Will YouTube’s COPPA Improvements Address Pedophile Comments on Kids’ Videos?
YouTube has long been criticized by the National Center on Sexual Exploitation for its inefficient efforts to remove sexually graphic and grooming material.
In 2019, NCOSE researched claims of pedophile rings, child erotica, and child exploitation on YouTube and found alarming results confirming the original reports and continued use of the platform for exploitive purposes. Learn more about that by watching this video here.
Now, after violating federal laws about child privacy, it looks like YouTube may be improving.
YouTube recently made an announcement in November of 2019 about several changes and updates, particularly regarding videos directed towards, or appealing to, children.
These changes have come about because according to TechCrunch:
The FTC in September imposed a historic fine of $170 million for YouTube’s violations of COPPA (the U.S. Children’s Online Privacy Protection Act). It additionally required YouTube creators to now properly identify any child-directed content on the platform.
To comply with the ruling, YouTube created a system where creators could either label their entire channel as child-directed, or they could identify only certain videos as being directed at children, as needed. Videos that are considered child-directed content would then be prohibited from collecting personal data from viewers. This limited creators’ ability to leverage Google’s highly profitable behavioral advertising technology on videos kids were likely to watch.
As a result, YouTube creators have been in an uproar since the ruling, arguing that it’s too difficult to tell the difference between what’s child-directed content and what’s not.
According to Vox, marking a video “for kids” has some ramifications. These include:
- Videos marked for kids will no longer feature personalized ads, meaning the ad revenue from those videos will substantially drop.
- Videos marked for kids will lose their comments sections; entire channels marked “for kids” will additionally lose their “community” tab, which fosters discussion of and around that channel and its content.
- Videos marked for kids will also lose lots of customization options that help creators drive audiences to other videos they’ve made, like info cards and end screens.
- Users subscribed to any channel that uploads a video designated for kids won’t be notified when that video is uploaded. Additionally, that video won’t appear in a YouTube search, and it won’t appear under algorithmic recommendations on other channels.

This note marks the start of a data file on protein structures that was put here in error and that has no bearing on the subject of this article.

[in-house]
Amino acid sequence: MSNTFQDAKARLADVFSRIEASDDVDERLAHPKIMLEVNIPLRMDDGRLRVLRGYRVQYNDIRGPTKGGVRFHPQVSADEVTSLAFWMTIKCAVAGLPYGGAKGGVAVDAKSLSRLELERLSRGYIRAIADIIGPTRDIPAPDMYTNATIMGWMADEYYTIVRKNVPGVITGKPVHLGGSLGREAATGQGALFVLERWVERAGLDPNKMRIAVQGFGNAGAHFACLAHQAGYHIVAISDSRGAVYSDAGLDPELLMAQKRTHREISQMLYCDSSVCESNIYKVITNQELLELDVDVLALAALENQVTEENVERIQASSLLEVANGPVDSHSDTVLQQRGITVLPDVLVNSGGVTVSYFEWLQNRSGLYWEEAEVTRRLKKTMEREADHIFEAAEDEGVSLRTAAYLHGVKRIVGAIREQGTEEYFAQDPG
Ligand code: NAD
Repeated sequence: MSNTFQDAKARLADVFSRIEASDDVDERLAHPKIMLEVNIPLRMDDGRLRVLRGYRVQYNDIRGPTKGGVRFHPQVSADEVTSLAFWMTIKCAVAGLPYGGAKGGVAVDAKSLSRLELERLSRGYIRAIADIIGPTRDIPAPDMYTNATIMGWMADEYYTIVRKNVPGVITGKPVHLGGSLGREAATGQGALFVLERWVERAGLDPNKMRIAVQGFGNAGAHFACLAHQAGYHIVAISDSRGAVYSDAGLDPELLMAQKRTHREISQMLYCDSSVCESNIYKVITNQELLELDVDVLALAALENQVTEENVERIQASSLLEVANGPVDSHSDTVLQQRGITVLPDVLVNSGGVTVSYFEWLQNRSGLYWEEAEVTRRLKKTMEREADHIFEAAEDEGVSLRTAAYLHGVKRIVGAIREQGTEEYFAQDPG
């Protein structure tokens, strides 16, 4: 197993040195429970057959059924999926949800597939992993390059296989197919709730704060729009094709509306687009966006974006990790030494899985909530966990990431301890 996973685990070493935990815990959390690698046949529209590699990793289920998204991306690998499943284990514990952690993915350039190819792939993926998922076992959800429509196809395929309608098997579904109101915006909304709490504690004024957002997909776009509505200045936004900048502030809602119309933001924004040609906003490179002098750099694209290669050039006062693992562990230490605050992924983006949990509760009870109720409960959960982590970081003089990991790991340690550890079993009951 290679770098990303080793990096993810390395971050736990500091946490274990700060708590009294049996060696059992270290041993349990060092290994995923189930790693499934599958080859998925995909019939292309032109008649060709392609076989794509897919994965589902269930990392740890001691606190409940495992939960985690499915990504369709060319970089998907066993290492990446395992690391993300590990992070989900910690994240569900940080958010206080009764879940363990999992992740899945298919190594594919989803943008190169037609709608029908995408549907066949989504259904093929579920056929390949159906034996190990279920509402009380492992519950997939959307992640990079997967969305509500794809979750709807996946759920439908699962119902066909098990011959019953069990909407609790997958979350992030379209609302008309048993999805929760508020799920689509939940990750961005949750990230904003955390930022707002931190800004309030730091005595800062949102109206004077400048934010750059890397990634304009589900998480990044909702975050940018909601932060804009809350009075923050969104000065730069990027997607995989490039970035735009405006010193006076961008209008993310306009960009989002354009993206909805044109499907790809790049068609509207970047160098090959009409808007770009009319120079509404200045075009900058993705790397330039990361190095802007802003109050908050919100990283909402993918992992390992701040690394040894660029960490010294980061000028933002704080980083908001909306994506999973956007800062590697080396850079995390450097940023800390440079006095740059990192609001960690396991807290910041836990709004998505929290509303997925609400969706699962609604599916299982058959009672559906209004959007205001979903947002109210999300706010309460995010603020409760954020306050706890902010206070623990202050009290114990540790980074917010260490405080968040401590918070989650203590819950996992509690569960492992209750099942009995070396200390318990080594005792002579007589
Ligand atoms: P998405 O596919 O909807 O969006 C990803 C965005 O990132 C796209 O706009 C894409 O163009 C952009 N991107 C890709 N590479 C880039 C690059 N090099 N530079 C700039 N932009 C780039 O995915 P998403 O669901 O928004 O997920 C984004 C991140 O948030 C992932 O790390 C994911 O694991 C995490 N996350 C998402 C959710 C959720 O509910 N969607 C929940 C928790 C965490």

Vox goes on to write: “In other words, videos directed at children will effectively be quarantined away from the rest of the website’s community: The videos — or entire channels — will still exist, but no one will be able to find them in searches or recommendations, comment on them, or easily navigate to more related content from that channel.”
How does this impact sexual exploitation on YouTube?
These changes were made primarily for privacy reasons, yet they hold positive potential for preventing sexually exploitive practices on YouTube.
It appears that, by removing comments on videos of children, YouTube will be removing the vast majority of previous pedophile grooming and networking which was occurring in those comment sections. This is a victory!
Is YouTube Now Perfectly Safe? No.
There are still several concerns with YouTube, including videos targeting children with sexually explicit and graphic messages that are still flourishing.
As recently reported on Beebom:
Some Hindi channels on YouTube are posting videos that are highly sexual in nature, and disguising them as videos aimed at kids, which is even worse. These channels post videos with thumbnails with sexually explicit text written on them in Hindi, but the title of the videos are kept kid-friendly, such as “How to draw an elephant”. The actual content of the video itself is also kept kid-friendly, but the audio is downright horrifying.
It’s noteworthy that YouTube, in order to comply with COPPA regulations, asks channels to specify if a video is kid-friendly or not. That’s a restriction these channels seem to be trying to get around by making the videos seem kid-friendly.
The problem is, any child searching YouTube for a simple how-to video can accidentally come across this content on the website and be exposed to this content. I tried a search for “How to draw” on YouTube in incognito mode, and this result (NSFW) pops up in the first page itself (the text in the thumbnail has been blurred out by me).
The full ramifications from YouTube’s recent updates have yet to be realized.
But one thing is clear – these updates have great potential and show why it’s important to continue pressuring YouTube to make minor safety a priority.